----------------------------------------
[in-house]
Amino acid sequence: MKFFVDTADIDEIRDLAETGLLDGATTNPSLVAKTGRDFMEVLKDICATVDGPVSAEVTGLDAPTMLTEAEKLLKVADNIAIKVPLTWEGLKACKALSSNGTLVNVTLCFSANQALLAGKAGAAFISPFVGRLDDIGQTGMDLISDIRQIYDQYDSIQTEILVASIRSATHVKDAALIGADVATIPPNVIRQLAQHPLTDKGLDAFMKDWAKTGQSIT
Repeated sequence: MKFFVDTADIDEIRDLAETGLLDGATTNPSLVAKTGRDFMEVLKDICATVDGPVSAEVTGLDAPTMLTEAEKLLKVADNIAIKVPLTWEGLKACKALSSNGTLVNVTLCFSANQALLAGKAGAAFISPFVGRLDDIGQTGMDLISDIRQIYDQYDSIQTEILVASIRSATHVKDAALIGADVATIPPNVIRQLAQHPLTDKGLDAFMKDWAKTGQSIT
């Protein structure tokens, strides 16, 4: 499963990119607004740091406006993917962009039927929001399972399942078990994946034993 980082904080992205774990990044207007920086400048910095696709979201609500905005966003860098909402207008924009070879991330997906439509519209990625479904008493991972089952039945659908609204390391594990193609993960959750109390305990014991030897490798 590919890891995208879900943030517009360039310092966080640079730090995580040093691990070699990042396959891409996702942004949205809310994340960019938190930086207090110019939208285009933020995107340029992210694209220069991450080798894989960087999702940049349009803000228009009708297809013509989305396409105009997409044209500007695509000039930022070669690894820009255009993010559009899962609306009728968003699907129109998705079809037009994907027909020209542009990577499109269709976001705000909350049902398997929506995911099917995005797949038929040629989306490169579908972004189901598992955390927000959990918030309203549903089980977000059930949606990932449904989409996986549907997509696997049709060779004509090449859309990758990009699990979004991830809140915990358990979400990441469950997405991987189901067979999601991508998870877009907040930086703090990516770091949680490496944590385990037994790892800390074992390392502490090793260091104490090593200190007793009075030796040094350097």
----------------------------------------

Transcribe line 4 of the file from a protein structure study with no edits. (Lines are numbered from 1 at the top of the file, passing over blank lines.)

């Protein structure tokens, strides 16, 4: 499963990119607004740091406006993917962009039927929001399972399942078990994946034993 980082904080992205774990990044207007920086400048910095696709979201609500905005966003860098909402207008924009070879991330997906439509519209990625479904008493991972089952039945659908609204390391594990193609993960959750109390305990014991030897490798 590919890891995208879900943030517009360039310092966080640079730090995580040093691990070699990042396959891409996702942004949205809310994340960019938190930086207090110019939208285009933020995107340029992210694209220069991450080798894989960087999702940049349009803000228009009708297809013509989305396409105009997409044209500007695509000039930022070669690894820009255009993010559009899962609306009728968003699907129109998705079809037009994907027909020209542009990577499109269709976001705000909350049902398997929506995911099917995005797949038929040629989306490169579908972004189901598992955390927000959990918030309203549903089980977000059930949606990932449904989409996986549907997509696997049709060779004509090449859309990758990009699990979004991830809140915990358990979400990441469950997405991987189901067979999601991508998870877009907040930086703090990516770091949680490496944590385990037994790892800390074992390392502490090793260091104490090593200190007793009075030796040094350097």